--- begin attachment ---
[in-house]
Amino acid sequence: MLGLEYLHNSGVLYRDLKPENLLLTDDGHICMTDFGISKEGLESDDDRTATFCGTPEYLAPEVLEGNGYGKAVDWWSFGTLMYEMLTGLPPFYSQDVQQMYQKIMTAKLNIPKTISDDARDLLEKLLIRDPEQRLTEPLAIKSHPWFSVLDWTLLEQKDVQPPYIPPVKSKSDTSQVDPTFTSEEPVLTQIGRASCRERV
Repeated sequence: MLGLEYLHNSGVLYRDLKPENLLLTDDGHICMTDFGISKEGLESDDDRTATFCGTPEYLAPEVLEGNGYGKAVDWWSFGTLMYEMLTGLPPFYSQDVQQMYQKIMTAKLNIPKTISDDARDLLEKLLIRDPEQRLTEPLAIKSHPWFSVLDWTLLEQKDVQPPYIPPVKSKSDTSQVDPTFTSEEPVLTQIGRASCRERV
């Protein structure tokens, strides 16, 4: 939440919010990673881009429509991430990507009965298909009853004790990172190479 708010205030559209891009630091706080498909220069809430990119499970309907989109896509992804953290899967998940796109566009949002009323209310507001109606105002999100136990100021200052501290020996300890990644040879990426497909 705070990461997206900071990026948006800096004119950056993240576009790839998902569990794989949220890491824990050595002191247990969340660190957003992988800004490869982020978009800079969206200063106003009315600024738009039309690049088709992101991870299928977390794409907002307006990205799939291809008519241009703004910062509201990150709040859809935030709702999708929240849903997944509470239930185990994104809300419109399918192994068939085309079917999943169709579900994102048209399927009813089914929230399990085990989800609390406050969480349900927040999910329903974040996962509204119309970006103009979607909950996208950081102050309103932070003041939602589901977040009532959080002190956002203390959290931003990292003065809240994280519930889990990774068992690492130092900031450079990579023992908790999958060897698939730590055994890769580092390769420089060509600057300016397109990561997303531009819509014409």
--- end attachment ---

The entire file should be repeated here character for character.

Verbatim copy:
[in-house]
Amino acid sequence: MLGLEYLHNSGVLYRDLKPENLLLTDDGHICMTDFGISKEGLESDDDRTATFCGTPEYLAPEVLEGNGYGKAVDWWSFGTLMYEMLTGLPPFYSQDVQQMYQKIMTAKLNIPKTISDDARDLLEKLLIRDPEQRLTEPLAIKSHPWFSVLDWTLLEQKDVQPPYIPPVKSKSDTSQVDPTFTSEEPVLTQIGRASCRERV
Repeated sequence: MLGLEYLHNSGVLYRDLKPENLLLTDDGHICMTDFGISKEGLESDDDRTATFCGTPEYLAPEVLEGNGYGKAVDWWSFGTLMYEMLTGLPPFYSQDVQQMYQKIMTAKLNIPKTISDDARDLLEKLLIRDPEQRLTEPLAIKSHPWFSVLDWTLLEQKDVQPPYIPPVKSKSDTSQVDPTFTSEEPVLTQIGRASCRERV
């Protein structure tokens, strides 16, 4: 939440919010990673881009429509991430990507009965298909009853004790990172190479 708010205030559209891009630091706080498909220069809430990119499970309907989109896509992804953290899967998940796109566009949002009323209310507001109606105002999100136990100021200052501290020996300890990644040879990426497909 705070990461997206900071990026948006800096004119950056993240576009790839998902569990794989949220890491824990050595002191247990969340660190957003992988800004490869982020978009800079969206200063106003009315600024738009039309690049088709992101991870299928977390794409907002307006990205799939291809008519241009703004910062509201990150709040859809935030709702999708929240849903997944509470239930185990994104809300419109399918192994068939085309079917999943169709579900994102048209399927009813089914929230399990085990989800609390406050969480349900927040999910329903974040996962509204119309970006103009979607909950996208950081102050309103932070003041939602589901977040009532959080002190956002203390959290931003990292003065809240994280519930889990990774068992690492130092900031450079990579023992908790999958060897698939730590055994890769580092390769420089060509600057300016397109990561997303531009819509014409």